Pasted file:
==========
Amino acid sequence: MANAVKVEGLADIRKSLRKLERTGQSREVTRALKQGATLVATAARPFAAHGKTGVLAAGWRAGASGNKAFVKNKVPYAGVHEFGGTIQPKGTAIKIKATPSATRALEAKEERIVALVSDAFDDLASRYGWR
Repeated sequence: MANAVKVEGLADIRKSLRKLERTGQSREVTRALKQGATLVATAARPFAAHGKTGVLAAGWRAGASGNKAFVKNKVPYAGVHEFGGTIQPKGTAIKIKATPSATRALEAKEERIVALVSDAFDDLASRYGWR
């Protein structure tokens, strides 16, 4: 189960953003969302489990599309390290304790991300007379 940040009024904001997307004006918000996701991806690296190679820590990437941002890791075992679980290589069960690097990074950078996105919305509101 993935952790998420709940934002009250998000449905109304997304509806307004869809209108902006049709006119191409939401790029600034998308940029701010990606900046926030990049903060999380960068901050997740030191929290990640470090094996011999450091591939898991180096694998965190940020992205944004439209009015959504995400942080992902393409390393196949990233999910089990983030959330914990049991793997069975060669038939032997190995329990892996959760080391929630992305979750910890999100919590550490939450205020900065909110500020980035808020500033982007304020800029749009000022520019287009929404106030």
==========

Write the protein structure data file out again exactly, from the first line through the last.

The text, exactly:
Amino acid sequence: MANAVKVEGLADIRKSLRKLERTGQSREVTRALKQGATLVATAARPFAAHGKTGVLAAGWRAGASGNKAFVKNKVPYAGVHEFGGTIQPKGTAIKIKATPSATRALEAKEERIVALVSDAFDDLASRYGWR
Repeated sequence: MANAVKVEGLADIRKSLRKLERTGQSREVTRALKQGATLVATAARPFAAHGKTGVLAAGWRAGASGNKAFVKNKVPYAGVHEFGGTIQPKGTAIKIKATPSATRALEAKEERIVALVSDAFDDLASRYGWR
């Protein structure tokens, strides 16, 4: 189960953003969302489990599309390290304790991300007379 940040009024904001997307004006918000996701991806690296190679820590990437941002890791075992679980290589069960690097990074950078996105919305509101 993935952790998420709940934002009250998000449905109304997304509806307004869809209108902006049709006119191409939401790029600034998308940029701010990606900046926030990049903060999380960068901050997740030191929290990640470090094996011999450091591939898991180096694998965190940020992205944004439209009015959504995400942080992902393409390393196949990233999910089990983030959330914990049991793997069975060669038939032997190995329990892996959760080391929630992305979750910890999100919590550490939450205020900065909110500020980035808020500033982007304020800029749009000022520019287009929404106030």